On Site Vs Off Site Waste Segregation - Identifying the Right Solution for Your Construction Project

15 Mar 2016 by Paul Cox

Discover the pros and cons of on-site vs off-site construction waste segregation.

The latest government statistics reveal that the construction sector is the UK’s largest producer of waste. According to the UK Green Building Council, construction and demolition combined, currently produce around 120 million tonnes of waste each year. Shockingly, Waste and Resources Action Programme (WRAP) estimates that around 13 million tonnes of this consists of new, unused materials – a massive waste of money and resources.

The most effective way to reduce the volume of construction materials being discarded unnecessarily is to minimise their usage - for example, by effectively forecasting and only ordering the amounts needed.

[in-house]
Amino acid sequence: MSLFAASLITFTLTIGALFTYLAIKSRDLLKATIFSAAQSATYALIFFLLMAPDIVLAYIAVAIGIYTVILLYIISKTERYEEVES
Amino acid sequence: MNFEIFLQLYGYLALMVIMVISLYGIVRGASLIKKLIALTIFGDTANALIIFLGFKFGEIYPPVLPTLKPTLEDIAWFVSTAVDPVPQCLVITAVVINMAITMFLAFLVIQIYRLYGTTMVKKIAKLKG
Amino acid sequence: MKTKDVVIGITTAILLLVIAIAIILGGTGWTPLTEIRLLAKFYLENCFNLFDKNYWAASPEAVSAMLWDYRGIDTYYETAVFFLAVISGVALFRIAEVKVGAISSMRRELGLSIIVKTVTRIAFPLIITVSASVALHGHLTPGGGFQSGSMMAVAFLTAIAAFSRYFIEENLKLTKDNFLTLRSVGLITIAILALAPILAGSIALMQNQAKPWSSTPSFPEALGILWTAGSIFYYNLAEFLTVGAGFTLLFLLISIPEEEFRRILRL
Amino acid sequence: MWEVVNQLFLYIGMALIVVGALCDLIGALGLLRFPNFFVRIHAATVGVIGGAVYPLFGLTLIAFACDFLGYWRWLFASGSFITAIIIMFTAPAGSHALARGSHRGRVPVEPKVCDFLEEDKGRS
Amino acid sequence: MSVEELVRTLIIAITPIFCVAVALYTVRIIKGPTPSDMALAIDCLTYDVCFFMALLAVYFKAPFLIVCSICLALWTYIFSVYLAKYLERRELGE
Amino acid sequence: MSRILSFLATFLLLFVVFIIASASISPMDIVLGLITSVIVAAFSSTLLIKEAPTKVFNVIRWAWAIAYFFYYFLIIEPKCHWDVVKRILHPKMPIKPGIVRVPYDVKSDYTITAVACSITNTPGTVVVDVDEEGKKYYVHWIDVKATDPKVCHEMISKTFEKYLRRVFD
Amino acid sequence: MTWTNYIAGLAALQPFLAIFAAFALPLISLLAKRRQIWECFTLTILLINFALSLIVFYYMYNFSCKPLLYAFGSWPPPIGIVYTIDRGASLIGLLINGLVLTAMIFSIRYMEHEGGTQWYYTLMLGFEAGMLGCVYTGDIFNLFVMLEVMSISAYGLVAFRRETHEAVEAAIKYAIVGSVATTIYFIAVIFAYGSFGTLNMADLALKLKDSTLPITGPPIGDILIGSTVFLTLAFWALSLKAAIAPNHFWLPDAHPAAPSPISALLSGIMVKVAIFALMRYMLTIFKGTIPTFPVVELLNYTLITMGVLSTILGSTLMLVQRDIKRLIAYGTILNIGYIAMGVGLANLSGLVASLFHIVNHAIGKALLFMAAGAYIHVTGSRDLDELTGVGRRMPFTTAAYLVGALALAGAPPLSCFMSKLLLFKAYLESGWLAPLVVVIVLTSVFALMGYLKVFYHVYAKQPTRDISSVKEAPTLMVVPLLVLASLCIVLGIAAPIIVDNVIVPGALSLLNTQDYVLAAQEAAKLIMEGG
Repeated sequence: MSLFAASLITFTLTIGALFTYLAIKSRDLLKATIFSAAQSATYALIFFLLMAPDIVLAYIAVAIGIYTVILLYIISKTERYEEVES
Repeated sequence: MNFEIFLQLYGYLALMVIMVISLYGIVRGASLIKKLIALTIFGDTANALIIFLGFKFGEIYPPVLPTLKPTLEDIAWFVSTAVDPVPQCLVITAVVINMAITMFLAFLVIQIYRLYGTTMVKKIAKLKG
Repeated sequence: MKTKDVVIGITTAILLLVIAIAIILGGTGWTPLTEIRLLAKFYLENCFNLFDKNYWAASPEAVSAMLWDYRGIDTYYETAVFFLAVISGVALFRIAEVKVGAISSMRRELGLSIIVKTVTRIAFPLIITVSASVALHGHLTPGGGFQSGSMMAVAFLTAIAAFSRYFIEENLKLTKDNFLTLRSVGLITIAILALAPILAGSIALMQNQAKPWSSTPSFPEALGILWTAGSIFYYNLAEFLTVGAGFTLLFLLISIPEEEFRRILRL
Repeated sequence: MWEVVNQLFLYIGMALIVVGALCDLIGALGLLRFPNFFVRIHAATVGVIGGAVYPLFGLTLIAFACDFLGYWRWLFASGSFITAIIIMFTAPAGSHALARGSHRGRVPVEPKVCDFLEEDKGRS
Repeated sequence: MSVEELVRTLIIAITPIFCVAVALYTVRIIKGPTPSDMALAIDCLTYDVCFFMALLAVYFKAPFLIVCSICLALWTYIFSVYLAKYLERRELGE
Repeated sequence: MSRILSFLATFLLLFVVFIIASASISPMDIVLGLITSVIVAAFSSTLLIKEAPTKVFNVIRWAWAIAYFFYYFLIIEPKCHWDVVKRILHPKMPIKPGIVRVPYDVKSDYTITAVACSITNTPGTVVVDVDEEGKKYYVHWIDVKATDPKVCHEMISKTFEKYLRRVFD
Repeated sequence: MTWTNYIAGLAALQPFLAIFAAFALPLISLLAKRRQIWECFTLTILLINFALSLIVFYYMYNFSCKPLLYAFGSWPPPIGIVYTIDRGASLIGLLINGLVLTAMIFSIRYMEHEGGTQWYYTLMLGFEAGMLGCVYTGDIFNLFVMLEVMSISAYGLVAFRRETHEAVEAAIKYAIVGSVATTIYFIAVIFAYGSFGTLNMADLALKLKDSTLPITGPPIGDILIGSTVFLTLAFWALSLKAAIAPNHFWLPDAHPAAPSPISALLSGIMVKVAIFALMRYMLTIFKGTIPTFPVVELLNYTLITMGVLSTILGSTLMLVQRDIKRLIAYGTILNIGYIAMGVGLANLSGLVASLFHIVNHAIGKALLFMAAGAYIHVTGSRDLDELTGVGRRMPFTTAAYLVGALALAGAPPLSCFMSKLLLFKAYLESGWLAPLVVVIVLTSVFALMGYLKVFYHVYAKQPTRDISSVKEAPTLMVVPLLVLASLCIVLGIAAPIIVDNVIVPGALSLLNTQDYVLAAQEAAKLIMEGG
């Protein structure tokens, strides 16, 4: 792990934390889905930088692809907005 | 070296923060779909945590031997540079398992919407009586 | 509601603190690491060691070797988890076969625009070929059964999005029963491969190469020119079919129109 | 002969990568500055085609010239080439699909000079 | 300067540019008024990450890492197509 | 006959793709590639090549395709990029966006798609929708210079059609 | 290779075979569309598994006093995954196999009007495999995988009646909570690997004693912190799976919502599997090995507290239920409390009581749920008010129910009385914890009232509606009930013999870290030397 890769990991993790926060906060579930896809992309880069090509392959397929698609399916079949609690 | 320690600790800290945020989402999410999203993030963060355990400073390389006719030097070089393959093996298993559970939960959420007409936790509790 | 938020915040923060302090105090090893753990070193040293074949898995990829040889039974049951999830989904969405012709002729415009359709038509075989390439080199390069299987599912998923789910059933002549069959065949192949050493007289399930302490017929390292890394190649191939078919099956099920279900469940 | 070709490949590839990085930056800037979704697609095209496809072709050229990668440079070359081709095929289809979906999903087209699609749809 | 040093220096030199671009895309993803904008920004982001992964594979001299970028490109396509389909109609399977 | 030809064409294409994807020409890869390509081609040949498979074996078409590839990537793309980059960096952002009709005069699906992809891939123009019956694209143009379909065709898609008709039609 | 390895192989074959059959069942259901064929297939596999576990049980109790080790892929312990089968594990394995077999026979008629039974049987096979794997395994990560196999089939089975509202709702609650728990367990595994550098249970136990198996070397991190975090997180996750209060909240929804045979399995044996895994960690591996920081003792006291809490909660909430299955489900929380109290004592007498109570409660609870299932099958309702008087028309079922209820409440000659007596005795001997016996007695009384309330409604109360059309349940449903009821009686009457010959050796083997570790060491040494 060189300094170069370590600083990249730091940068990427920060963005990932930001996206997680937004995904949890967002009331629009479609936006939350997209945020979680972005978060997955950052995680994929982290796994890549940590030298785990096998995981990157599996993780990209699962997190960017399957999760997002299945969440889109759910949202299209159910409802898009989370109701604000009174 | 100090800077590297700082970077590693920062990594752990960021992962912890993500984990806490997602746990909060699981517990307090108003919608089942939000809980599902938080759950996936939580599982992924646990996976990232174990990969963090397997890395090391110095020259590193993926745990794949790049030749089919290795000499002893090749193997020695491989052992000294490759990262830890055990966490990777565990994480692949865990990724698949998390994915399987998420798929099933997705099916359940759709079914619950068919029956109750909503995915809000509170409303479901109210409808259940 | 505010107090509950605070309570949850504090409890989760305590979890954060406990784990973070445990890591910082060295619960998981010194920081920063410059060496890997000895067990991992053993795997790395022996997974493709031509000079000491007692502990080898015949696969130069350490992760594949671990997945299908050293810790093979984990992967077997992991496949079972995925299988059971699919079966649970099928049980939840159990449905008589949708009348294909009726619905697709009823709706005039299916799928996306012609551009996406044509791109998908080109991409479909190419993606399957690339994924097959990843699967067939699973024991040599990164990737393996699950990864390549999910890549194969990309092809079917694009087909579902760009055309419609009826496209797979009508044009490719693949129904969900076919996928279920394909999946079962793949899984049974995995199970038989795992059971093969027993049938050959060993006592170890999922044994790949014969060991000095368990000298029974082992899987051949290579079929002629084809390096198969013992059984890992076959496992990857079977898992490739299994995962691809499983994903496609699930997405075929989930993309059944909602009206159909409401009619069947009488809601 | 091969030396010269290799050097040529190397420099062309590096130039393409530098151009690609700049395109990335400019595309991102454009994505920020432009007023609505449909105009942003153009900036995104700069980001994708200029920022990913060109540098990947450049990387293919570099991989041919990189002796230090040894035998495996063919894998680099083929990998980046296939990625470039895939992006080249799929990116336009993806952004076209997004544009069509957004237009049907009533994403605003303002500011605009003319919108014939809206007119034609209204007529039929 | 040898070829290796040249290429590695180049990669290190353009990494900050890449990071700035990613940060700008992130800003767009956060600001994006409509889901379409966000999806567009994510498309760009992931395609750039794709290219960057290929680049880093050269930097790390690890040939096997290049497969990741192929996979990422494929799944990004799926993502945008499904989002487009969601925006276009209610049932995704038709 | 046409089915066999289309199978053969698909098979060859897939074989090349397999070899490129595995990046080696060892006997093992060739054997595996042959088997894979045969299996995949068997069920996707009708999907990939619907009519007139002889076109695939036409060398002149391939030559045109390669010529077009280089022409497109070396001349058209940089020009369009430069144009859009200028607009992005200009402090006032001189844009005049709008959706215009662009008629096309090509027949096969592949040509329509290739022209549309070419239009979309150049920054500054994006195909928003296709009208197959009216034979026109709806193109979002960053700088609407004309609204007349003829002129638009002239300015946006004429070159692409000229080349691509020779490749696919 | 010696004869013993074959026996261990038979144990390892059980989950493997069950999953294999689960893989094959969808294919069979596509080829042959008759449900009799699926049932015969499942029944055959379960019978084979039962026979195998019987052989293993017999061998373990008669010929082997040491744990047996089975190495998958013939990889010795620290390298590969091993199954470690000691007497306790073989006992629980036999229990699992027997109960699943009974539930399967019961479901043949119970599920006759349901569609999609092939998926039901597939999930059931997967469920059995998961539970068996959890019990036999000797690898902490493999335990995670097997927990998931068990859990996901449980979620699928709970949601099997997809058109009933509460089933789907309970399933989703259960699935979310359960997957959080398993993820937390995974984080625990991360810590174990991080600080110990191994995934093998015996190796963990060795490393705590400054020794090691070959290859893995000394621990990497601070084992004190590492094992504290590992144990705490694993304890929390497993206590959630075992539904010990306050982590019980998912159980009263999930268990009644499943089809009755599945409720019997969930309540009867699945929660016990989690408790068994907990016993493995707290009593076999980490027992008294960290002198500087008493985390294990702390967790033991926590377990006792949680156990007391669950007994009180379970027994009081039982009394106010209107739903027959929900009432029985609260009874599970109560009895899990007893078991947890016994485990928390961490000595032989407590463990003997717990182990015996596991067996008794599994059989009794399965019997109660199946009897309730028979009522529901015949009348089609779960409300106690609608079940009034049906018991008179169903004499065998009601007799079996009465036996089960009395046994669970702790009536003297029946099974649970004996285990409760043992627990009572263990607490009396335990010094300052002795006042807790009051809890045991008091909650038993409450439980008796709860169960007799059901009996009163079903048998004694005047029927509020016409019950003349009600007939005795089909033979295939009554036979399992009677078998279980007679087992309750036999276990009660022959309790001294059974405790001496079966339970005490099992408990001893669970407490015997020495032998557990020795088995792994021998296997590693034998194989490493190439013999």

Where there is surplus, or where waste is produced, it should always be reused - avoiding  the need to send it to landfill.

Effective on site segregation can facilitate re-use - minimising further the need to dispose of it via landfill.

However full segregation of waste on site can be challenging on projects where space is limited. In that case using a reliable waste contractor who will take mixed waste to a materials recovery facility (MRF) for off-site segregation is probably your best option.

Here we take a look at some of the pros and cons of each.

On-site segregation

Pros